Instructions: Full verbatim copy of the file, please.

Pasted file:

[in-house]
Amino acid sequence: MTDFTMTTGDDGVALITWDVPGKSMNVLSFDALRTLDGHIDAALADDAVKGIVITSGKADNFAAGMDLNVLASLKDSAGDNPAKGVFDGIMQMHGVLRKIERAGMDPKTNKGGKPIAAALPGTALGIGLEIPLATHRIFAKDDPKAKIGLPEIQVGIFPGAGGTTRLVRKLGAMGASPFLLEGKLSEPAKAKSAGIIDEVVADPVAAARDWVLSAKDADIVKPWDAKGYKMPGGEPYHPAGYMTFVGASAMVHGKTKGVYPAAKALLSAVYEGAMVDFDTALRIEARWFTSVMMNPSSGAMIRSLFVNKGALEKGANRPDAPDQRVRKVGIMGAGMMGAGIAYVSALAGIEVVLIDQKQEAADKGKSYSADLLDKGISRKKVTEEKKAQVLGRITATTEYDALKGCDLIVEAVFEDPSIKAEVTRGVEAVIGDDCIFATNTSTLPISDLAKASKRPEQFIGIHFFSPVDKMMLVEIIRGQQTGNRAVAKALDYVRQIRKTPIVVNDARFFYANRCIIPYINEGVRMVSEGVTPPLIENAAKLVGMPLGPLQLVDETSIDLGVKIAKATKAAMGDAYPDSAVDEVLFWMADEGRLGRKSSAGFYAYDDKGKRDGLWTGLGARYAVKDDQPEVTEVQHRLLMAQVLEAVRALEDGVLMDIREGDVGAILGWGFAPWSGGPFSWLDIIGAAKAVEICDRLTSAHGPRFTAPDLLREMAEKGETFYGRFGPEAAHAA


[in-house]
Amino acid sequence: MTDFTMTTGDDGVALITWDVPGKSMNVLSFDALRTLDGHIDAALADDAVKGIVITSGKADNFAAGMDLNVLASLKDSAGDNPAKGVFDGIMQMHGVLRKIERAGMDPKTNKGGKPIAAALPGTALGIGLEIPLATHRIFAKDDPKAKIGLPEIQVGIFPGAGGTTRLVRKLGAMGASPFLLEGKLSEPAKAKSAGIIDEVVADPVAAARDWVLSAKDADIVKPWDAKGYKMPGGEPYHPAGYMTFVGASAMVHGKTKGVYPAAKALLSAVYEGAMVDFDTALRIEARWFTSVMMNPSSGAMIRSLFVNKGALEKGANRPDAPDQRVRKVGIMGAGMMGAGIAYVSALAGIEVVLIDQKQEAADKGKSYSADLLDKGISRKKVTEEKKAQVLGRITATTEYDALKGCDLIVEAVFEDPSIKAEVTRGVEAVIGDDCIFATNTSTLPISDLAKASKRPEQFIGIHFFSPVDKMMLVEIIRGQQTGNRAVAKALDYVRQIRKTPIVVNDARFFYANRCIIPYINEGVRMVSEGVTPPLIENAAKLVGMPLGPLQLVDETSIDLGVKIAKATKAAMGDAYPDSAVDEVLFWMADEGRLGRKSSAGFYAYDDKGKRDGLWTGLGARYAVKDDQPEVTEVQHRLLMAQVLEAVRALEDGVLMDIREGDVGAILGWGFAPWSGGPFSWLDIIGAAKAVEICDRLTSAHGPRFTAPDLLREMAEKGETFYGRFGPEAAHAA